Suggesting that last week was turbulent for the White House is an understatement. The Trump administration faced reports of Trump aides maintaining contact with Russian intelligence throughout the election. Meanwhile, the President himself slammed leakers on Twitter for “illegal” activity coming from Washington regarding Michael Flynn, recently departed National Security Advisor, that revealed his engagement in discussions with the Russian Ambassador to the U.S. potentially concerning sanctions against the country. He additionally failed to communicate to Vice President Pence the contents of his communication. Meanwhile, President Trump knew of these conversations for weeks and failed to inform Mr. Pence of Flynn’s communications.
In the wake of Flynn’s resignation, the list of Republicans seeking a more rigorous probe into potential Russian influence in the presidential election is growing. Senators Richard Burr (R-NC) and Mark R. Warner (D-Va), the top two members of the Senate Intelligence Committee, released a joint statement in which they declared that the ongoing probe must evaluate alleged communications between the Trump campaign and Russia. Even Senate Majority Leader Mitch McConnell (R-KY) stated that such an investigation is “highly likely.” As of now, no conclusive evidence exists that could paint Trump’s campaign as coordinating election-manipulation tactics with Russia. Some Democrats would prefer that an independent special prosecutor lead the investigation as opposed to a Congressional investigation that may be subject to partisan influence. However, Democrats “cautiously applauded” the fact that Republicans are beginning to acknowledge the severity of this issue.
In other news, Andrew Pudzer has withdrawn his name from consideration for Secretary of Labor. This comes in light of growing trepidation among Senate Republicans about the fast-food tycoon’s vulnerabilities. Although Republicans have a 52-48 majority in the Senate, it became unclear that Pudzer would receive the 50 votes needed to be confirmed. The most damaging shot to Pudzer’s reputation was the revelation that he had not paid taxes on the work done by an illegal immigrant he employed for years. Rather than see Pudzer not obtain enough votes to be confirmed, Senate Republicans communicated to the White House their fear of a failed confirmation and thus mutually agreed that withdrawal was the proper course of action. The alternative would have been a huge blow to both President Trump and Senate Majority Leader Mitch McConnell, who had publicly endorsed Mr. Pudzer.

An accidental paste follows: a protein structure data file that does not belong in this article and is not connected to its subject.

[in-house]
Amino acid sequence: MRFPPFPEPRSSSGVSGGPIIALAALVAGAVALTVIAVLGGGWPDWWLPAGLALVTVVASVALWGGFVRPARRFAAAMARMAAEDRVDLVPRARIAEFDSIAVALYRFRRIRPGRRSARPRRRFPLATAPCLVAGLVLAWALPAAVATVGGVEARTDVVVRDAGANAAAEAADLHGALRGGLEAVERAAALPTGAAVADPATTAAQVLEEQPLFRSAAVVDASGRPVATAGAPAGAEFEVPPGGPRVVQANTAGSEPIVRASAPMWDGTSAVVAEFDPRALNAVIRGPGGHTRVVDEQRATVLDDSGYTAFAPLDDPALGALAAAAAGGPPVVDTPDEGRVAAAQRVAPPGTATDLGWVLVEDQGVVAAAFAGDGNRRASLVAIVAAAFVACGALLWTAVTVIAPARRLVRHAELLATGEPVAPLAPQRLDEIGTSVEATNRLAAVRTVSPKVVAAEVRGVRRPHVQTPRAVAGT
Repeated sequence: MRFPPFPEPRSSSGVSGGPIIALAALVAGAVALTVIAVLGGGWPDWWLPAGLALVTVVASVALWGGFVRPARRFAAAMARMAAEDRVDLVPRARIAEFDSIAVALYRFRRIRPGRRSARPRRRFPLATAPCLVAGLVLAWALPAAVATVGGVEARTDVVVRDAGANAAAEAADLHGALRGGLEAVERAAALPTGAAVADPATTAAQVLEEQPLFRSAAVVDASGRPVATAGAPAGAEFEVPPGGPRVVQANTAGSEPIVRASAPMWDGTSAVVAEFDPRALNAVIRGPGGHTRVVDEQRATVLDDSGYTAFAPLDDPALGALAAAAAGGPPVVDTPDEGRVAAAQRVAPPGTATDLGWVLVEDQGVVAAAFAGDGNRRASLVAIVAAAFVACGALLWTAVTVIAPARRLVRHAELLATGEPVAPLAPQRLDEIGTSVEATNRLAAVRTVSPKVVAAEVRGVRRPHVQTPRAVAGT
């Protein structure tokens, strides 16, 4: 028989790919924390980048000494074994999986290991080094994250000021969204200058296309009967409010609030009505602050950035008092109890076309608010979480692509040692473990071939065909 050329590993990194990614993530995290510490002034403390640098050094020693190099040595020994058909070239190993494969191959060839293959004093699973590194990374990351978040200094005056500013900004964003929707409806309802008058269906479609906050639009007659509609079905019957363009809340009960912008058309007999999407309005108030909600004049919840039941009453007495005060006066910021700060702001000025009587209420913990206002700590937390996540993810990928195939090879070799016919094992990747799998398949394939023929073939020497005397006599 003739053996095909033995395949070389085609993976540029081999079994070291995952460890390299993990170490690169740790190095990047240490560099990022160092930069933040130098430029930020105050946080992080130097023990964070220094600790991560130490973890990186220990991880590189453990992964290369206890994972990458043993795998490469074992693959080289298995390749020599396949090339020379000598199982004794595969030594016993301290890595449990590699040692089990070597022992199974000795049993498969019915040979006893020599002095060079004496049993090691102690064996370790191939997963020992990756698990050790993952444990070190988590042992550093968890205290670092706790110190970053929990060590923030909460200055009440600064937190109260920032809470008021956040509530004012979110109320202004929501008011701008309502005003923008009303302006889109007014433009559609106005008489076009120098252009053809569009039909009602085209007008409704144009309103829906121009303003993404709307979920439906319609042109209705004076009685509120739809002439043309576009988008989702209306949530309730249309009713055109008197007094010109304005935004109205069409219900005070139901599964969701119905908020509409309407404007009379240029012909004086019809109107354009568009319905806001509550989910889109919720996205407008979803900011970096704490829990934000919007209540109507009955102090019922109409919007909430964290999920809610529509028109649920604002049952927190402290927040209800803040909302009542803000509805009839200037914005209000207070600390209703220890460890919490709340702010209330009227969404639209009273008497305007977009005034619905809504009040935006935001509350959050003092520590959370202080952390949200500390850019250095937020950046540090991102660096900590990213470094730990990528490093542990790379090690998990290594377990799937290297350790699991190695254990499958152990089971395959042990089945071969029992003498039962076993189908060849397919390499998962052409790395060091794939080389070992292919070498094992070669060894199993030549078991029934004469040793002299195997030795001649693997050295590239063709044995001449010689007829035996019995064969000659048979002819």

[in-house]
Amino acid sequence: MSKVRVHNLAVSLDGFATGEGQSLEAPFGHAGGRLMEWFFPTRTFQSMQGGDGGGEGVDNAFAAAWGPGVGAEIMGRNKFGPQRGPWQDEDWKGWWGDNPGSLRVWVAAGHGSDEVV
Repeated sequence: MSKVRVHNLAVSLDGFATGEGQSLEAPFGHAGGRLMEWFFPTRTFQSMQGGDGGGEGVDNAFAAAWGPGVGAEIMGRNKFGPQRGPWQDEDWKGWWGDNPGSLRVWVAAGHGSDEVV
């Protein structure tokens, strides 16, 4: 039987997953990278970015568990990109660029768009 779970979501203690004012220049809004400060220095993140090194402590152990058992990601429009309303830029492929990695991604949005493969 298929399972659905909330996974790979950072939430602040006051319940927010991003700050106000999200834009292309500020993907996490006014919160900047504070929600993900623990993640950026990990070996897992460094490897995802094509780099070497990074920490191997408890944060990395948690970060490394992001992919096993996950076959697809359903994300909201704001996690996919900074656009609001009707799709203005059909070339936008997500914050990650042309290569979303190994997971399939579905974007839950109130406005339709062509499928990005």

Defense Secretary Jim “Mad Dog” Mattis has issued an ultimatum to NATO allies, imploring them to fulfill the defense spending goals that they had agreed to. If they fail to do so, the U.S. may alter its relationship with NATO. Many NATO countries fail to pay 2% of their gross domestic product, as they had pledged to do. Only five of the 28 member countries contribute at least the pledged 2% of GDP (UK, Estonia, Poland, Greece and the U.S.). A major rallying cry of Trump’s campaign was his insistence on making NATO allies contribute their “fair share” financially, a source of long-standing frustration in Washington. Mattis’ ultimatum may cause other participating nations to rethink their allocation of resources.
It is highly discouraging to read more about potential Russian ties to Trump’s campaign and the election. I can only hope that the communications Trump aides had were in no way malicious. As of now, we can only speculate. Thus arises the importance of a Congressional investigation (at the very least) into these relations. It is encouraging that Republican Senators are coming together to join Democrats in their goal to achieve a thorough and transparent investigation. The security of free elections is of the utmost importance and should not take a back seat to partisan power plays. Furthermore, the apparent lack of communication within the White House is troubling. American citizens deserve and demand transparency from the Oval Office. If the President isn’t properly communicating with his Vice President, what can citizens expect? As far as the NATO ultimatum is concerned, I agree that the U.S. government needs to somehow incentivize its allies to meet the requirements that they themselves pledged to meet. Why should the U.S. carry the financial burden for the defense of other nations when the 28 member states have joined to form a mutually-beneficial alliance? Mattis’ approach may put fire under the feet of NATO allies to finally meet these requirements. The consequences he has in mind are not clear, but the U.S. has to motivate its allies in some way.